Roundabout, November 2001 Issue No. 18
Joint Website Launched
A two-year project to turn our joint institution’s website (www.gosh.nhs.uk) into a respected child health portal got underway with the launch of the first phase of development in September. The second phase of content development will get the site ship shape for a UK-wide publicity campaign as the hospital’s 150th birthday celebrations begin in January.
The site’s web editor, David South, has been working on the project since arriving here in June, having worked on award-winning websites for the United Nations.
“The first phase saw collaboration from staff across both institutions,” he says. “An impressive amount was done, and we have now laid the foundations for future improvements to the content on the site. I really want to offer more for children. Over three million children in the UK now surf the internet.”
The opportunity for both institutions is enormous. As the internet has evolved, it has become increasingly clear that the future of its development lies in the public sphere. US government sites now outstrip commercial operations, selling far more books than the largest online bookseller, amazon.com. Here in the UK, the http://www.ukonline.gov.uk site is working to offer one-stop access to all government services, including health care.
Unlike commercial operations, the hospital and the Institute are an unbiased resource for the public to turn to. Currently, the joint site has more than 180 factsheets for families covering tests and procedures, illnesses and diseases and operations. It also has the complete archive of Dr. Jane Collins’ Times column, with its jargon-free look at child health issues.
“This being London, we have the unique advantage of being at the centre of so many developments, and having the opportunity to communicate this through our website,” says David South.
Across the NHS the Modernisation Plan involves the largest data collection exercise in its history. More and more resources will be offered online, and the content produced by individual trusts like ours will be linked with national sites like NHS Direct.
New GOSH/ICH website
With over three million children in the UK now using the internet, and a total of 33 million UK citizens accessing it through work, school or the home, no organisation can afford not to make the most of this valuable communications tool. Estimates vary, but some put the number of health-related websites at more than 100,000. Trust is an even more important issue, as users search for accurate information. It is in this context that the new hospital and ICH website, http://www.gosh.nhs.uk, launched in September. Web editor David South puts us in the picture.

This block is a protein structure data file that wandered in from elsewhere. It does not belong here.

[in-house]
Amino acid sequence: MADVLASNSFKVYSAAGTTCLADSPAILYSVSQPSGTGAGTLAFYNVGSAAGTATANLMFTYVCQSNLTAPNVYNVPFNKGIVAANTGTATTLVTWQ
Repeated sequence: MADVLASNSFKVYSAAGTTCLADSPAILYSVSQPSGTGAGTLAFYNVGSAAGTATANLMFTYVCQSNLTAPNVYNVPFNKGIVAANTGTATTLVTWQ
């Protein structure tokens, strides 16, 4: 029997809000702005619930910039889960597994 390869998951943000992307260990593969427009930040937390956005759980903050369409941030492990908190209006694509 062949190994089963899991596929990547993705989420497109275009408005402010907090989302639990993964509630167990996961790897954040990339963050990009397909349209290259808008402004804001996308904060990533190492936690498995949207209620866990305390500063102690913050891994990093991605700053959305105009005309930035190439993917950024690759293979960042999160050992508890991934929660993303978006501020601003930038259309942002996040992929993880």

The new site reflects the hard work and collaboration of staff across both institutions, and it is hoped it will quickly make its mark as a trusted resource on complex child health issues. The site also becomes one of the most visible signs of our on-going modernisation programme, and can uniquely tie together the breadth of our work in a way that no other medium can. The site development project spans two years and will fit in with the wider move across the NHS to offer a wide range of services online.
The next phase of the site’s development is aimed at getting the site ready for a larger publicity campaign slated to coincide with the hospital’s 150th birthday celebrations with start in January. In preparation for this public launch, a number of improvements will be made to the site’s content, interactivity, platform and design. To put it simply, the site should become a critical first stop for anybody seeking our services, or wanting to learn more about the latest research and care developments in the field of complex child issues.
The joint site will also be available via Gosweb for staff in the hospital who don’t already have internet access.